By far, the absolute worst.
The Irish (0-3) suffered their third-straight lopsided loss to start the season, this time at the hands of a struggling Michigan (1-2) team, 38-0.
So what does Notre Dame head coach Charlie Weis do now. To begin fixing the assortment of issues, Weis told the media the team will be going back to training camp on Sunday. Back to basics. The beginning of actual installation. Ones versus ones and so on.
"The team's heading in the wrong direction," Weis said. "And the only way I know when the team is heading in the wrong direction, the only way I know to fix it, is to come out swinging.
"Obviously, I'm embarrassed by that performance out there."
As Weis alluded to, for the third straight week of the season, the Irish football team, especially the nation's worst statistical offense, did not look any better than the week before. As he said, it actually looked like both the offense and defense regressed, which in the current state of the program, was tough to do.
Hungry for a victory, the Wolverines capitalized all afternoon on the same mistakes that Notre Dame's been making all season. Most of it self destruction. There were the typical negative plays on offense. There were three turnovers. There were mental mistakes leading to penalties. And there was one play where the Irish failed to gain a yard, on 3rd and 1. And that was all in the first half. Michigan, and senior running back Mike Hart took advantage of all of that, and sealed the game before halftime, leading 31-0 at intermission.
"Obviously, when you lay the ball on the ground, turn the ball over three times in the first 17-and-a-half minutes of the game and lead to 17 points, we obviously started the game the wrong way," Weis explained. "The defense was on the short end of the field, similar to our opening game.
"We're turning the ball over," Weis continued. "Forget about going three and out. If you're turning the ball over and giving the defense a short field, you're in for a long hard day. That's exactly what we got."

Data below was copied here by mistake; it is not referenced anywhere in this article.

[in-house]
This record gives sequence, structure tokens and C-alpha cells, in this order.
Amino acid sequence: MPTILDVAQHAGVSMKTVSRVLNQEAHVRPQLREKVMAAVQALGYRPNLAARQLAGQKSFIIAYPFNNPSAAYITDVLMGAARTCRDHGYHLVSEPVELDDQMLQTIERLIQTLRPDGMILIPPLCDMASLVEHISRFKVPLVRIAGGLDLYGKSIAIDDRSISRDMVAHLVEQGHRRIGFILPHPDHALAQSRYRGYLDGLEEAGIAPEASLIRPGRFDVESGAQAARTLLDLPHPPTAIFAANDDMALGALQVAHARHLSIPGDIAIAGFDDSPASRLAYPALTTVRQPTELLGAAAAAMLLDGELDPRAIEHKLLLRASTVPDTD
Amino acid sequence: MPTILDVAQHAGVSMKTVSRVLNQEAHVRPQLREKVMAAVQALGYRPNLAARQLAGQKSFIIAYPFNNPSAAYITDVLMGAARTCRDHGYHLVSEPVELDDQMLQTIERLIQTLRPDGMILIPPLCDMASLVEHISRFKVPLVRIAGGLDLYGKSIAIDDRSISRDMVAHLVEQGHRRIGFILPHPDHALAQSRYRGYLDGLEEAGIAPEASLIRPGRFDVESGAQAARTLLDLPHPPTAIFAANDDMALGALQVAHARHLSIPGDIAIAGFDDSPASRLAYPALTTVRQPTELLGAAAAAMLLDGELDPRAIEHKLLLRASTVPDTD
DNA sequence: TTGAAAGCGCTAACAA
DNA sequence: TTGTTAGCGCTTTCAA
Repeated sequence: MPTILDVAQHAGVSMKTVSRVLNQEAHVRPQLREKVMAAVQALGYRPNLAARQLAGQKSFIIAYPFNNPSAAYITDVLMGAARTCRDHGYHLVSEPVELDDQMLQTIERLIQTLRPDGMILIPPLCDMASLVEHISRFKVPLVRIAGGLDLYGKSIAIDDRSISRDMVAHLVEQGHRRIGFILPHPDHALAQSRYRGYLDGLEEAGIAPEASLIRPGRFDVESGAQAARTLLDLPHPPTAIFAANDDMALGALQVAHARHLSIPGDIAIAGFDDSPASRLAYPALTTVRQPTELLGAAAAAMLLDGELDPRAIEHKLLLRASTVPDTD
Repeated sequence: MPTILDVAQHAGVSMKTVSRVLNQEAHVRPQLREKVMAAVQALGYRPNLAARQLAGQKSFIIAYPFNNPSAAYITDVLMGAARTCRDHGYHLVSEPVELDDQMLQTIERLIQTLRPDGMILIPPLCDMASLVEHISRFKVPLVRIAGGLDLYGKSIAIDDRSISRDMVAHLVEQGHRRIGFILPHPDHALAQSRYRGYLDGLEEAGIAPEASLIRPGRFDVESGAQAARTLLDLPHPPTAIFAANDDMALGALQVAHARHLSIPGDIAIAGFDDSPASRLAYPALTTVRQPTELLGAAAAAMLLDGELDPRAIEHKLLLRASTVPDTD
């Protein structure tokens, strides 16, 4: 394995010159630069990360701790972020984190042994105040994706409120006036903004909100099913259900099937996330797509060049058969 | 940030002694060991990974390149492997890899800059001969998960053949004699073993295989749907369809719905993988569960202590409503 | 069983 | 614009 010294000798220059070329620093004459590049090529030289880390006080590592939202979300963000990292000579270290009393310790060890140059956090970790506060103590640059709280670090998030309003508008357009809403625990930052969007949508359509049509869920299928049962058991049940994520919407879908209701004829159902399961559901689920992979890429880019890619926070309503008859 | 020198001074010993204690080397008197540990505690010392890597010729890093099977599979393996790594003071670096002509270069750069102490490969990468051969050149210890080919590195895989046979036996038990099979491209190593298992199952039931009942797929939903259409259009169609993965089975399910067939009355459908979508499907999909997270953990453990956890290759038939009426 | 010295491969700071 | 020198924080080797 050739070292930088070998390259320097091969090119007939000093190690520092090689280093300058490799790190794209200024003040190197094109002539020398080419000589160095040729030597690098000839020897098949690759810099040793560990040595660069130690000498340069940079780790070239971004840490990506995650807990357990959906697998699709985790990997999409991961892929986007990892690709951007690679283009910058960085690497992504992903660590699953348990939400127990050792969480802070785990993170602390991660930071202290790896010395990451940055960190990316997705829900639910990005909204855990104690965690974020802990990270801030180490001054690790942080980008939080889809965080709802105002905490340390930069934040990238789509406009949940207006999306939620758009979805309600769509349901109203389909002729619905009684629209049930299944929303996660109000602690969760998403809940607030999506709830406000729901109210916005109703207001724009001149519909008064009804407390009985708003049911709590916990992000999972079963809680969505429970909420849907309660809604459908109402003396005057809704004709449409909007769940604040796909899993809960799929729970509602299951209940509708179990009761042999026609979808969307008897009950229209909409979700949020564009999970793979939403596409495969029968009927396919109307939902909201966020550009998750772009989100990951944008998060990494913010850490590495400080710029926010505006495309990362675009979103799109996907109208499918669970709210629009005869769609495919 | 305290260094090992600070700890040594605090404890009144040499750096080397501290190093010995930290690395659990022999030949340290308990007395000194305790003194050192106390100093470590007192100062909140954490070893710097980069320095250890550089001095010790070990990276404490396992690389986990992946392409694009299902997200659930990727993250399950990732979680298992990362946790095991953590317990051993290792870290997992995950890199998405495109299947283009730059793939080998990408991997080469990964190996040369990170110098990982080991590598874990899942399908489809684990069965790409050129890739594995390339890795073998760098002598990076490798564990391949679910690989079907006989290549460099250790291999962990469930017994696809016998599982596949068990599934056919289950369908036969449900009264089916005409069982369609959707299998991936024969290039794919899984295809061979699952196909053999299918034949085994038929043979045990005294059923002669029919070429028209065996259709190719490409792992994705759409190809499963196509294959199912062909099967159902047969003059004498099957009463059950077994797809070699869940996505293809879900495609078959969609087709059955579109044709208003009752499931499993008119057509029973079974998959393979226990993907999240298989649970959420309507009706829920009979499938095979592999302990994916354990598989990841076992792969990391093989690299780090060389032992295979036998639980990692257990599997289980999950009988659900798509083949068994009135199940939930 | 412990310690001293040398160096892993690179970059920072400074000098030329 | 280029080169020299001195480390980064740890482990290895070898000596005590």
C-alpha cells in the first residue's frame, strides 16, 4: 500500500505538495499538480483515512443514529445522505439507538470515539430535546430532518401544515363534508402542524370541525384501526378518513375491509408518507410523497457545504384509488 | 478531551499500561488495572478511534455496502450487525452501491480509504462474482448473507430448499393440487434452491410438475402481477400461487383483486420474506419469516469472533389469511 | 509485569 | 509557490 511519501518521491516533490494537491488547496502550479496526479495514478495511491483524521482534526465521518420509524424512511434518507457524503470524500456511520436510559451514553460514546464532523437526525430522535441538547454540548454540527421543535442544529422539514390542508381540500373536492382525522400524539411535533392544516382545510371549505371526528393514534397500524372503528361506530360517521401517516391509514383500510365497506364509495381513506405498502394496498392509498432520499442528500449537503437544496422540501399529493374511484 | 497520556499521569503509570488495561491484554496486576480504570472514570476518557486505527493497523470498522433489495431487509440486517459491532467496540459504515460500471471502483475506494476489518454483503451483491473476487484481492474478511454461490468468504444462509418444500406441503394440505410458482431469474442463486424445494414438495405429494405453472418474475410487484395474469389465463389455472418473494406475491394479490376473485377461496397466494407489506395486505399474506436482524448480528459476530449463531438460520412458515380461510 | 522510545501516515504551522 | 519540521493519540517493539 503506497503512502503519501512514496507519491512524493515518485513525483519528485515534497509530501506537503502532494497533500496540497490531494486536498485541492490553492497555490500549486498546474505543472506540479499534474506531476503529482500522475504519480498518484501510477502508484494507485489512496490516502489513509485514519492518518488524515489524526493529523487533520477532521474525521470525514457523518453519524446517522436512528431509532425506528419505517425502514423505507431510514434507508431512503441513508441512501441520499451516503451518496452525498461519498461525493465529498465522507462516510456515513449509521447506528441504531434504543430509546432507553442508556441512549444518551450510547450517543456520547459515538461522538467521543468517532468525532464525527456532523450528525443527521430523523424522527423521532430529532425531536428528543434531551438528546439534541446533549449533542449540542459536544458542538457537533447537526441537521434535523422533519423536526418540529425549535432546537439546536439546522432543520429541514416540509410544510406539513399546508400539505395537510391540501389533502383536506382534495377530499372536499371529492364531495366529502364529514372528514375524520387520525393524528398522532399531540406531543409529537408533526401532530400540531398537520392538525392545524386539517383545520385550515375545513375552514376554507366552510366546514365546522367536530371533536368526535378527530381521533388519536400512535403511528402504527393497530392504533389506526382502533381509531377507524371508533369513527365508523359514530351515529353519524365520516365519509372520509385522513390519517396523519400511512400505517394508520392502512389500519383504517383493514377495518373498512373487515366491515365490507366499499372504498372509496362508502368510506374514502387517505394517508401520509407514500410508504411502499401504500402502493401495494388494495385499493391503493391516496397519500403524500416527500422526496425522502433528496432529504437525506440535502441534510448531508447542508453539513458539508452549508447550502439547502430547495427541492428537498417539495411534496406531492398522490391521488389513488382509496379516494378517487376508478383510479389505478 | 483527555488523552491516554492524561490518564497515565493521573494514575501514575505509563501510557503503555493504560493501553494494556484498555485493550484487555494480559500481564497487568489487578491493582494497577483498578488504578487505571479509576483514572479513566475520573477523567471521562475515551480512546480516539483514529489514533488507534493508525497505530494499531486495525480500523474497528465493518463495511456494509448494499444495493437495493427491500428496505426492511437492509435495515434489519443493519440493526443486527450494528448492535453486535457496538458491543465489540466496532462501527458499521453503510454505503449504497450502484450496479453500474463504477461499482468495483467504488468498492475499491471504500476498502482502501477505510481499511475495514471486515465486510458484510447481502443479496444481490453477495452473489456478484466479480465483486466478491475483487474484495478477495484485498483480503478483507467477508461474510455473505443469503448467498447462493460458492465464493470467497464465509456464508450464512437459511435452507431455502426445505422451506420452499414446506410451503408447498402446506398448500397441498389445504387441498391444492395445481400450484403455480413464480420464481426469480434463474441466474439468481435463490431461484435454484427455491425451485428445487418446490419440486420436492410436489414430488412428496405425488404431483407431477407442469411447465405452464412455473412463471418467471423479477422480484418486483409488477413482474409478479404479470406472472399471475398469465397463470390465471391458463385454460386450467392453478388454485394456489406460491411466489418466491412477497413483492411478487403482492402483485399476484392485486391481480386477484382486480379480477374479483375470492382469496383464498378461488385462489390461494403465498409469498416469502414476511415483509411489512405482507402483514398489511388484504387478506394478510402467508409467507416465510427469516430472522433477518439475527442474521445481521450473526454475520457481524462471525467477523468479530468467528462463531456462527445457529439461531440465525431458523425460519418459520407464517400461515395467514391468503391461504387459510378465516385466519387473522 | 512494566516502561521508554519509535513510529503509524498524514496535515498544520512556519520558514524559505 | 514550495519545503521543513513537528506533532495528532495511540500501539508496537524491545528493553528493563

Read with caution.
On the first play of the game, center John Sullivan sent a the snap over the head of running back Armando Allen, who was lined up at quarterback, for a 17-yard loss. Pinned at its own 1-yard line, Notre Dame went three-and-out, setting the Wolverines up for great field position. The Irish defense held, but Michigan got a 39-yard field goal from Jason Gingell, and the rout was on.
On the second play of the next drive, quarterback Jimmy Clausen was stripped by Donovan Warren, who also recovered the ball on the Irish 21-yard line. Six plays later, Hart, who made the bold guarantee that Michigan would win last Saturday, scored his first touchdown of the day from two-yards out. The Wolverines led 10-0 with 7:34 remaining in the first quarter.
"You could feel like the air being let out, because what you're expecting, how you're expecting the game to start, isn't going that way."
Hart lived up to his end of the bargain, running for over 100 yards for the 22nd time in his career, tying Anthony Thomas for first all-time on the Michigan list. The NCAA's active career rushing leader ran for 187 yards and the two touchdowns. He became Michigan's third all-time leading rusher with 3,866 yards.